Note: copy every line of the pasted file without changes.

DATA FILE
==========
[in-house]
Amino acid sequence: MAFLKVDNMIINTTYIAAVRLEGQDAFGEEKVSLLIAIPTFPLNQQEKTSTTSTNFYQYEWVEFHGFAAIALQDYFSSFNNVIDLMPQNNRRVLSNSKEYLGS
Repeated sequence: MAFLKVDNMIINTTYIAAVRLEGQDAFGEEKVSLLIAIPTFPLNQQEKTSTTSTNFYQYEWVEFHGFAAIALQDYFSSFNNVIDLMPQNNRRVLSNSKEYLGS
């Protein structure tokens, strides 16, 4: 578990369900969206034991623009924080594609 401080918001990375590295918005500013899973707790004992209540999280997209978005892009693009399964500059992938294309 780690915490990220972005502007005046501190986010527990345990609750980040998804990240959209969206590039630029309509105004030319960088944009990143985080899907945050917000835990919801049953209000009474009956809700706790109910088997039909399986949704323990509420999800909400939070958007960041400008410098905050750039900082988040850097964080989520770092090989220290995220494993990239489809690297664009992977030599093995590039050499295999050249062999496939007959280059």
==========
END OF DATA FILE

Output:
[in-house]
Amino acid sequence: MAFLKVDNMIINTTYIAAVRLEGQDAFGEEKVSLLIAIPTFPLNQQEKTSTTSTNFYQYEWVEFHGFAAIALQDYFSSFNNVIDLMPQNNRRVLSNSKEYLGS
Repeated sequence: MAFLKVDNMIINTTYIAAVRLEGQDAFGEEKVSLLIAIPTFPLNQQEKTSTTSTNFYQYEWVEFHGFAAIALQDYFSSFNNVIDLMPQNNRRVLSNSKEYLGS
């Protein structure tokens, strides 16, 4: 578990369900969206034991623009924080594609 401080918001990375590295918005500013899973707790004992209540999280997209978005892009693009399964500059992938294309 780690915490990220972005502007005046501190986010527990345990609750980040998804990240959209969206590039630029309509105004030319960088944009990143985080899907945050917000835990919801049953209000009474009956809700706790109910088997039909399986949704323990509420999800909400939070958007960041400008410098905050750039900082988040850097964080989520770092090989220290995220494993990239489809690297664009992977030599093995590039050499295999050249062999496939007959280059």